Tennessee Health Officials Are Working With Pfizer Scientists And Centers For Disease Control And Prevention Staff To Identify Whether Improperly Stored Or Expired Doses Of The COVID-19 Vaccine Were Administered In Shelby County.
Published March 4, 2021
By Vivian Jones [via The Center Square] –
Tennessee Health Commissioner Lisa Piercey said state officials believe cards with expired vaccine dates were the result of a clerical error at the Shelby County Health Department. However, incomplete vaccine records missing key information, such as temperatures at which vaccine doses were stored, prompted the state to call in experts to help.
“We’re currently working with the CDC team to piece together all available points of data, to try to ensure the temperature integrity of the vaccines that have been given in Shelby County,” Piercey said at a news briefing Tuesday.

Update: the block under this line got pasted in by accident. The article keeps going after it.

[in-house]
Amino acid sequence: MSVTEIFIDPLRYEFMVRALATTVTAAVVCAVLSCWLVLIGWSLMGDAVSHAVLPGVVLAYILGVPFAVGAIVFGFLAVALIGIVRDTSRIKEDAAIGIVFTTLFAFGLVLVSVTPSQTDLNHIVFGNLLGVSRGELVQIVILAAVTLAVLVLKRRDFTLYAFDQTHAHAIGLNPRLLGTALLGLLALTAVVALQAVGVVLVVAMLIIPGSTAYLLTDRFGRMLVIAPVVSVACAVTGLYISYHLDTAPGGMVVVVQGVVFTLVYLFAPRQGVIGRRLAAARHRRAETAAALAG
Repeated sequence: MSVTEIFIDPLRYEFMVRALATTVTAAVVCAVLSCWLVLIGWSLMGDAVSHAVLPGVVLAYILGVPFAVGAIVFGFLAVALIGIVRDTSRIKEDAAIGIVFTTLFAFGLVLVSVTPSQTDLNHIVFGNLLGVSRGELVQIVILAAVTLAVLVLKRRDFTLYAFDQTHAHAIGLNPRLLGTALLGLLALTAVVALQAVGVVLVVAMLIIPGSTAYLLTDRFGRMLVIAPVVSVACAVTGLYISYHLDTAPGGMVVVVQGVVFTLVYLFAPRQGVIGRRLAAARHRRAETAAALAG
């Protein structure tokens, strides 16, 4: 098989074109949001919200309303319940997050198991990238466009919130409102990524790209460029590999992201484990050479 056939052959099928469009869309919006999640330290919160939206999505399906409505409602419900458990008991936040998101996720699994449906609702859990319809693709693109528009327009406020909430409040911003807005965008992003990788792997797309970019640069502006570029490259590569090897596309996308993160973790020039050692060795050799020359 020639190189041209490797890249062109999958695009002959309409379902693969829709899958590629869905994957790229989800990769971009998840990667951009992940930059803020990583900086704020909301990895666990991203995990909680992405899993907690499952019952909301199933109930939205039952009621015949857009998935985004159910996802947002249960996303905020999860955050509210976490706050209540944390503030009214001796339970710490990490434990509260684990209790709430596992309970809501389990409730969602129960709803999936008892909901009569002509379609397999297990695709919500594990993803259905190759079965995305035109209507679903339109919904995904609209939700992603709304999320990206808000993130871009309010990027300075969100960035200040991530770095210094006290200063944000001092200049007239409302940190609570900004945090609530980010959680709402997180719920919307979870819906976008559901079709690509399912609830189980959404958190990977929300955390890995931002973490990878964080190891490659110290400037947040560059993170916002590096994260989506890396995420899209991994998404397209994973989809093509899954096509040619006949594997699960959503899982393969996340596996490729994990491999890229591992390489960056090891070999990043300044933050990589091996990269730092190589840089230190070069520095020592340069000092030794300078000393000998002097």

A team of staff from the CDC arrived in Shelby County on Sunday evening. The state also has called on scientists from Pfizer to consult on the stability of the Pfizer vaccine at different temperatures.
“That is a very painstakingly long and detailed process,” Piercey said. “The teams on the ground are going through that line-by-line, so we can ensure that those vaccines were in temperature.”
Piercey said there are not adverse side effects to receiving an expired dose of the vaccine. It is possible expired vaccine or vaccine stored at incorrect temperatures would not be as effective as properly stored and administered doses.
“Nothing bad is going to happen if you get an expired vaccine,” Piercey said. “I think people are getting confused thinking that this is somehow contaminated or that it’s soiled and it’s going to cause harm. That is not the case. If you were to receive an expired dose, it doesn’t mean you’re going to be harmed, it just means, it might not be as fully effective as one that was in proper temperature the entire time.”
The state has not determined how many doses were kept at the wrong temperature.
Tennessee will move to a new phase of vaccine distribution beginning Monday, allowing anyone over the age of 16 with a high-risk medical condition to make a vaccine appointment. High-risk individuals include pregnant women and those who live in the same household, and household contacts of children with high-risk medical conditions.